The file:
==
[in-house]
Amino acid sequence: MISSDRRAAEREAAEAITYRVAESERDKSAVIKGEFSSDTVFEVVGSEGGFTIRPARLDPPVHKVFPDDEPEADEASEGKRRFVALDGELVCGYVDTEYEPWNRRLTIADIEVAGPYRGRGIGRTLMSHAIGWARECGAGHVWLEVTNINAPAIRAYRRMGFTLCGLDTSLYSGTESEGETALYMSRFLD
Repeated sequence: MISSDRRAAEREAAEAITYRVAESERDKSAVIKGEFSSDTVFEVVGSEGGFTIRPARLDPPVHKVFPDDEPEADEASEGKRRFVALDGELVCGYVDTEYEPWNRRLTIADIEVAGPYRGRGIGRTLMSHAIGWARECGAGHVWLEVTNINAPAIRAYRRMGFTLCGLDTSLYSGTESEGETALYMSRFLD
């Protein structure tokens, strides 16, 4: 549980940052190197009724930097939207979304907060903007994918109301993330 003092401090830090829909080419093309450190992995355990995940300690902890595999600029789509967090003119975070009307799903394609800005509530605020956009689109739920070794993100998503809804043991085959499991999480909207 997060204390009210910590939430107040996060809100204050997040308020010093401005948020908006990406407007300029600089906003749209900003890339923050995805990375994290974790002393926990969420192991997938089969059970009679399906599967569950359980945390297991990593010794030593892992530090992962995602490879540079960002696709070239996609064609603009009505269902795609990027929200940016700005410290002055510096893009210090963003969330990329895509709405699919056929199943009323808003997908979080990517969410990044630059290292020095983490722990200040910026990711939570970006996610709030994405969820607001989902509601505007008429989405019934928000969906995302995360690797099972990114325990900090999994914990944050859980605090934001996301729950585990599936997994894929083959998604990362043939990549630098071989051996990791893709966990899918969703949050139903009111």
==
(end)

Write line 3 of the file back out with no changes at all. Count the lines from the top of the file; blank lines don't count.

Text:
Repeated sequence: MISSDRRAAEREAAEAITYRVAESERDKSAVIKGEFSSDTVFEVVGSEGGFTIRPARLDPPVHKVFPDDEPEADEASEGKRRFVALDGELVCGYVDTEYEPWNRRLTIADIEVAGPYRGRGIGRTLMSHAIGWARECGAGHVWLEVTNINAPAIRAYRRMGFTLCGLDTSLYSGTESEGETALYMSRFLD